- The Washington Times - Wednesday, October 8, 2003

OWINGS MILLS, Md. — The AFC North is imploding, and the Baltimore Ravens are dodging the falling debris. With the favored Pittsburgh Steelers (2-3), the Cleveland Browns (2-3) and Cincinnati Bengals (1-4) all struggling, the first-place Ravens are in position to win their first division title.

And with games coming up against the woeful Arizona Cardinals (1-4) on Sunday and the Bengals the following week, the Ravens have an opportunity to assume command of the AFC North.

“It’s there, truthfully, right in front of us,” middle linebacker Ray Lewis said. “We understand that. I don’t think that it’s going to bother us that [the next opponent] is Arizona. I don’t think it’s going to bother us next week that it’s Cincinnati.”

Cornerback Corey Fuller insists the next two games against a pair of underachieving teams are vital.

“Players on good teams tend to take teams with bad records not so hard,” Fuller said. “I think this is the most critical time because you’re going to get up for Denver, you’re going to get up for the Kansas City Chiefs, but in this business you’ve got to be up every week. That’s why these are the two toughest games of the season.”

With the rest of arguably the NFL’s weakest division in trouble, the Ravens could conceivably win it with an 8-8 or 9-7 record. No team since the 1985 Browns has won a division title by going 8-8.

“We win this game, we’re definitely ahead of the pack,” wide receiver Travis Taylor said. “We got to keep it in perspective — this is the NFL, anybody can beat anybody. Chicago beat Oakland, and Indy came back from 21 down to beat Tampa Bay. If we don’t win the first one, the second one really doesn’t matter.”

If the Ravens do stumble in the next two weeks, it could seriously damage their postseason plans. With tough games remaining against Denver, St. Louis, Miami, Seattle, San Francisco and Pittsburgh, Baltimore will have to take advantage of it’s early-season schedule.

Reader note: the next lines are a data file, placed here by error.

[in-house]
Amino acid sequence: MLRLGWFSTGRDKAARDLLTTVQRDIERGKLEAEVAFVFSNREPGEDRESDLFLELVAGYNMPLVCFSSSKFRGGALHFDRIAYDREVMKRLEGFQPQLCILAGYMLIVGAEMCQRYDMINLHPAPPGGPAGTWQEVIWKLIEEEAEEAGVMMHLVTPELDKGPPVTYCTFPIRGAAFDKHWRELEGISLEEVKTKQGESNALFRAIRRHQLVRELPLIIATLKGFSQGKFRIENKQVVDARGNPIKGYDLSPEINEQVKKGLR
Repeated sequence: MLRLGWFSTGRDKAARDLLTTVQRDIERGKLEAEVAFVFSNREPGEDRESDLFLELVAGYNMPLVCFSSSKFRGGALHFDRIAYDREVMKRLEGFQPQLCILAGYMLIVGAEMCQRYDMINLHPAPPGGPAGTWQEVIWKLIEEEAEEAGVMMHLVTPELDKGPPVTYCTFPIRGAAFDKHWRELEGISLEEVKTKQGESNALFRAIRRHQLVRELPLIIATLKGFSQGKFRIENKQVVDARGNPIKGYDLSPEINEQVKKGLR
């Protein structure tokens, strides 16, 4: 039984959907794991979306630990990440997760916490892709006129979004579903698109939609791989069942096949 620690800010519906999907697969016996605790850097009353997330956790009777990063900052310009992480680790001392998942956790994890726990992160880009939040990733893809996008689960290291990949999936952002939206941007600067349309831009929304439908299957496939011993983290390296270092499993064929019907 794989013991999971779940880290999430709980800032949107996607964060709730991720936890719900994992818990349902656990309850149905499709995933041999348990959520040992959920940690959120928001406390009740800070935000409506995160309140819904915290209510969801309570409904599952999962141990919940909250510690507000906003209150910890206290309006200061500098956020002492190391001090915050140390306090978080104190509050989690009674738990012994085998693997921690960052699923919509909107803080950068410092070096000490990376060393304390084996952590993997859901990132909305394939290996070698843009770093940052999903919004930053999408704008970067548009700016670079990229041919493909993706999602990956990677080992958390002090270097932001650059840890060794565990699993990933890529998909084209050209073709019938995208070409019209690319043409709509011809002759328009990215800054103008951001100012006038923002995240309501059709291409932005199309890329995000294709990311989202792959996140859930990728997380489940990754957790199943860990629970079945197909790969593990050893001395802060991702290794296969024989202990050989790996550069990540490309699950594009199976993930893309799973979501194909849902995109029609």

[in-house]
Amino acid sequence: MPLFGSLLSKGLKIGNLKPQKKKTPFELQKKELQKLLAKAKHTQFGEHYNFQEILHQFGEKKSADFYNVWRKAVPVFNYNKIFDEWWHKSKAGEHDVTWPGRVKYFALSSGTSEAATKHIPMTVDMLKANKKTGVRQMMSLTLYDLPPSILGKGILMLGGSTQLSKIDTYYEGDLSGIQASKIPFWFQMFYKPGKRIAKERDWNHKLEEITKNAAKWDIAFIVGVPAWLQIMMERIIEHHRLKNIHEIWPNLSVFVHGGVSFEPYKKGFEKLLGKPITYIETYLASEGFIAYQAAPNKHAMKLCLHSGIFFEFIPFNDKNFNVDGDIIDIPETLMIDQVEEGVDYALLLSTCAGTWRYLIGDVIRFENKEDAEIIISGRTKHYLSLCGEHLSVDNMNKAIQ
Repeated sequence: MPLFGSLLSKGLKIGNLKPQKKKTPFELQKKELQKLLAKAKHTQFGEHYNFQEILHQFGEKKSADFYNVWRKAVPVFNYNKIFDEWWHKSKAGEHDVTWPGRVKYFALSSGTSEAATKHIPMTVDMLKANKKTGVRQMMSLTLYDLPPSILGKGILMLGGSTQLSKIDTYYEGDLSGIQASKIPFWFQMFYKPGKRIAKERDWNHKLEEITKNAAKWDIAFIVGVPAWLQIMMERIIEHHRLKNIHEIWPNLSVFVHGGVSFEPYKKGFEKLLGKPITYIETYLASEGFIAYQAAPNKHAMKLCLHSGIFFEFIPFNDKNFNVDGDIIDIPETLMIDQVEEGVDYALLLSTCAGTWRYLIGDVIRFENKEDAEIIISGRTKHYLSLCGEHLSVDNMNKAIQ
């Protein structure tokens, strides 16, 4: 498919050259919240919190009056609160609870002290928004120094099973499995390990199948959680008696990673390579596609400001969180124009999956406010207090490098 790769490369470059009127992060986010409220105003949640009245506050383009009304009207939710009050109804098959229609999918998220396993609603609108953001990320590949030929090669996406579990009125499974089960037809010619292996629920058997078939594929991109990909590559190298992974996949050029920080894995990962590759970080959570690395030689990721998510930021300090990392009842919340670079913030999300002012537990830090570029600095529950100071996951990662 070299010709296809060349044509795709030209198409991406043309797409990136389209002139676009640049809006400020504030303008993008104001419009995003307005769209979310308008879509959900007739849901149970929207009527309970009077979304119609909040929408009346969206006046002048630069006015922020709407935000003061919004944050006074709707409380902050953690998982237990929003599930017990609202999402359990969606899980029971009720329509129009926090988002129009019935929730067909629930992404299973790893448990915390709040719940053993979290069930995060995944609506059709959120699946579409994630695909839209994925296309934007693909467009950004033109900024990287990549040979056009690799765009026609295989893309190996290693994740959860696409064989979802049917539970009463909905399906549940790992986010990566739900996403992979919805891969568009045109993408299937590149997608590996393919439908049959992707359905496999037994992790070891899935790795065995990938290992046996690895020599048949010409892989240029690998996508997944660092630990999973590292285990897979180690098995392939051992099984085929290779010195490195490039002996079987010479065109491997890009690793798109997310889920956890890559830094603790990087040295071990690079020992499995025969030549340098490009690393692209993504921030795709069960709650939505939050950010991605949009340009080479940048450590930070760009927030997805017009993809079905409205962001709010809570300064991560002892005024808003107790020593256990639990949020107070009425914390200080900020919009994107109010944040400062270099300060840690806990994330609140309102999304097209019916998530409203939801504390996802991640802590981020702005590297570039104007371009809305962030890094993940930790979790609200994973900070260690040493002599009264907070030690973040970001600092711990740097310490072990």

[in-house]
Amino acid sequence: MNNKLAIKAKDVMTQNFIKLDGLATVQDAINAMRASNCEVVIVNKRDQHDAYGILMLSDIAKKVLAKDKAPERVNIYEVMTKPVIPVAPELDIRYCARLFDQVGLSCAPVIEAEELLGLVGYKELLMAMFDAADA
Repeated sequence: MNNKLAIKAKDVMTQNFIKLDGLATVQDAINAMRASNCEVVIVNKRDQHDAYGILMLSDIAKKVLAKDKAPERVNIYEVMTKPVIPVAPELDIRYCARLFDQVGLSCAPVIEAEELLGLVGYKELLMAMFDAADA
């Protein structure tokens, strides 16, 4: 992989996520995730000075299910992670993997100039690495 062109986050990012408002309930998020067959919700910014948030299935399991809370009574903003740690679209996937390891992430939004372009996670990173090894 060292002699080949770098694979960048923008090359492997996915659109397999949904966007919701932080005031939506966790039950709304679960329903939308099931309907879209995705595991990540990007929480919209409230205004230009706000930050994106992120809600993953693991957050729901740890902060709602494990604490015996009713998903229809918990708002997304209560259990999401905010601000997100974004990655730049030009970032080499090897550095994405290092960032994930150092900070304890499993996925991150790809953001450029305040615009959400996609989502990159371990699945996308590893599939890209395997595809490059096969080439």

Behind Jamal Lewis, the NFL’s leading rusher with 611 yards on 94 carries (a 6.5 average) and five touchdowns, the Ravens have the No.1 rushing attack.

One-quarter through the season, Lewis is on pace to become just the fifth player to rush for more than 2,000 yards, joining record-holder Eric Dickerson (2,105 yards for the 1984 Los Angeles Rams), Barry Sanders (2,053 yards for Detroit in 1997), Terrell Davis (2,008 yards for Denver in 1998) and O.J. Simpson (2,003 for Buffalo in 1973).

“It’s realistic [2,000 yards], but at this point it doesn’t really matter,” Lewis said. “I just want to be the best running back on the field that particular Sunday and hope to be [on] the best team on that particular Sunday.”

Notes — The Pro Football Hall of Fame will make a special presentation today to Lewis at the Ravens’ training facility for setting the NFL single-game record for rushing yards when he ran for 295 against the Browns on Sept.14. … The Ravens are considering changing the starting time of their Oct.26 home game against the Denver Broncos from 1 to 4:15p.m. for national television exposure. The 17-10 loss to the Chiefs on Sept.28 at M&T; Bank Stadium was originally scheduled for 1p.m. but was pushed back to accommodate CBS’ national broadcast.

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